- October 2, 2006 at 3:14 pm #5610
For those of you who noticed last month's and this month's polls, you may notice a theme. Last month's poll didn't surprise me. While testing agencies always do their best to test for drugs, it's no surprise in my mind that most people expect that the cheats will always be a step ahead. However, I offered that poll as a way to set up this month's poll. This is a discussion I've had a few times and I've seen come up several times elsewhere. If we can't ever expect to get rid of drugs in the sport, should we keep testing?
I've seen four prevalent opinions come up in this discussion, so those are the opinions I offered as options in the poll. The first two are in favor of continuing the testing, the last two are in favor of stopping the testing.
The first opinion is that we should continue testing for the integrity of the sport. Whether or not we can catch all the drug cheats, we should at least continue trying. Otherwise, the sport is no longer about who has the greatest ability and is the hardest worker, it's about who is paying the best biochemists.
The second opinion is that we should continue testing for the well being of the athletes. It's widely known that, while they can increase performance, there can be serious health issues related to taking performance enhancing drugs. Many athletes who do take these drugs do so because they felt pressure, either to achieve at levels they felt impossible naturally or more directly to take the drugs. Others simply don't think about the health implications of taking the drugs. Either way, to protect the athletes – whether from themselves or from scrupulous coaches/agents/others – we should keep testing to encourage them to stay clean.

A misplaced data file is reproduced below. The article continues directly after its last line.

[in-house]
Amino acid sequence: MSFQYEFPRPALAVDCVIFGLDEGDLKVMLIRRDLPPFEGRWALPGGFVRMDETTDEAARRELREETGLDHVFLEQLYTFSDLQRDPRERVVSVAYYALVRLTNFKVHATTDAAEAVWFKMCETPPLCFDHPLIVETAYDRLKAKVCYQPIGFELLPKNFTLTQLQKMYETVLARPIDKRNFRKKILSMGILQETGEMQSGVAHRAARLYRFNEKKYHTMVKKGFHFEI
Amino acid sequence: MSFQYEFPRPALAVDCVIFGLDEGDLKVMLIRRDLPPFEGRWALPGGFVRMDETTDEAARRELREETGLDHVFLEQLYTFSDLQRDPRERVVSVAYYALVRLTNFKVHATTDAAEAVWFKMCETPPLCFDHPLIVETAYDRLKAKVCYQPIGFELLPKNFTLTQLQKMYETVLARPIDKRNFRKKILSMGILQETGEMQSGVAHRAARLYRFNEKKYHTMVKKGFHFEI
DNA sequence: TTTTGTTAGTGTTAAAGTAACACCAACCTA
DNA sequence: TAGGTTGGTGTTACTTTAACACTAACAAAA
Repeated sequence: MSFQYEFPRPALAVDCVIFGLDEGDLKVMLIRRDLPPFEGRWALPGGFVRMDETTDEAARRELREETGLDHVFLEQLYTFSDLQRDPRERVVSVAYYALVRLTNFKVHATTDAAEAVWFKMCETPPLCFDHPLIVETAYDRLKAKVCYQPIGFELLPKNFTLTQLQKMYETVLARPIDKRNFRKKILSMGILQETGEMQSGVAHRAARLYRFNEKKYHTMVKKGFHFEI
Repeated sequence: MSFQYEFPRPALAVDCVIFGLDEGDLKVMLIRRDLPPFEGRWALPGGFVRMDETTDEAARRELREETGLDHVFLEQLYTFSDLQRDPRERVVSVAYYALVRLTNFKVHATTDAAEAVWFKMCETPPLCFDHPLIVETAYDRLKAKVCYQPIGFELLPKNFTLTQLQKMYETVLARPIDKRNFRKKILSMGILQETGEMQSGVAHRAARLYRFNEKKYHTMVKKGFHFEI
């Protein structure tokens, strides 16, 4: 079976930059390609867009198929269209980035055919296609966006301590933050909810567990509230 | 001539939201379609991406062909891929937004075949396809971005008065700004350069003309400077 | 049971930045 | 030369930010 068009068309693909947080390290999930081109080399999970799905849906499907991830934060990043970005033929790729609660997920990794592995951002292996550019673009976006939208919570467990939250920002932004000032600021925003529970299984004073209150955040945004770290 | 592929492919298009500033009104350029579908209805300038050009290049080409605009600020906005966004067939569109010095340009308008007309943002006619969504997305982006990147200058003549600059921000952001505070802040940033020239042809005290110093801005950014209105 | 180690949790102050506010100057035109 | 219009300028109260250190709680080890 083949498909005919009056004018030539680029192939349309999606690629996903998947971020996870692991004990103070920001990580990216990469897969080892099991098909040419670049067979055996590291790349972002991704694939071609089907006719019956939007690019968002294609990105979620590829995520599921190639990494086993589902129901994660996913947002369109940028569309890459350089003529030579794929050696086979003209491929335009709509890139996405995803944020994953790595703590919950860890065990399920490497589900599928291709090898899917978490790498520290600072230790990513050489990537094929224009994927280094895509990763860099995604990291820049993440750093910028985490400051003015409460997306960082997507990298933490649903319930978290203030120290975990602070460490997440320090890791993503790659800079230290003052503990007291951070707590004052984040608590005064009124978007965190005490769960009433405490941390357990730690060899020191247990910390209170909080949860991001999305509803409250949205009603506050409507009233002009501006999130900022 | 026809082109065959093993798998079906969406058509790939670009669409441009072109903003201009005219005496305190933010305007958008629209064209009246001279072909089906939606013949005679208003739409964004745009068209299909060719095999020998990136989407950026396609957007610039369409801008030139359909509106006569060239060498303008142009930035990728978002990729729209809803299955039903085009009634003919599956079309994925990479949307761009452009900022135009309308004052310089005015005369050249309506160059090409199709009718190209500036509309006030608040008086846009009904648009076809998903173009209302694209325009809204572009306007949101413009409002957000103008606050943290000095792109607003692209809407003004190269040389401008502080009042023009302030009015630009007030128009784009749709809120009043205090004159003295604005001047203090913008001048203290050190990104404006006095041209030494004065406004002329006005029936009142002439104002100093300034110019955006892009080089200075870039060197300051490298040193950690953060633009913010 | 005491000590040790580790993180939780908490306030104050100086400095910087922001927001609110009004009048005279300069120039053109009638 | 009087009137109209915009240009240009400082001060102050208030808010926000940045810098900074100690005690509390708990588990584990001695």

On the flip side, the third opinion is that we can't catch them, so why bother? It's just punishing those who follow the rules while rewarding those who find a way around the rules. Just drop the bans and testing and let everyone compete on a level playing field.
The final opinion is that it just doesn't matter. This is similar to the previous opinion but slightly different. Basically, who cares if we can catch them or not? Just let them drug themselves up. In fact, it may even be interesting to see what an athlete on performance enhancing drugs can do. With enough engineering, can we see a man break 9 seconds in the 100 or a woman break 10 seconds in the 100? With enough engineering, is a 3 minute mile impossible? What about a 25 minute 10k? How quickly could the men get under 2 hours in the marathon and could the women follow the men under that barrier?
Please consider voting in the poll. I'd be very interested to see what everyone thinks of this. If you want to expand on your opinion more than the poll and its comments field allow, feel free to do so right here.
- October 3, 2006 at 12:00 am #21715
It would seem to be even more interesting to find out just why the respondents who believe that PED's can be eradicated from sport feel that way, if that is truly their view.
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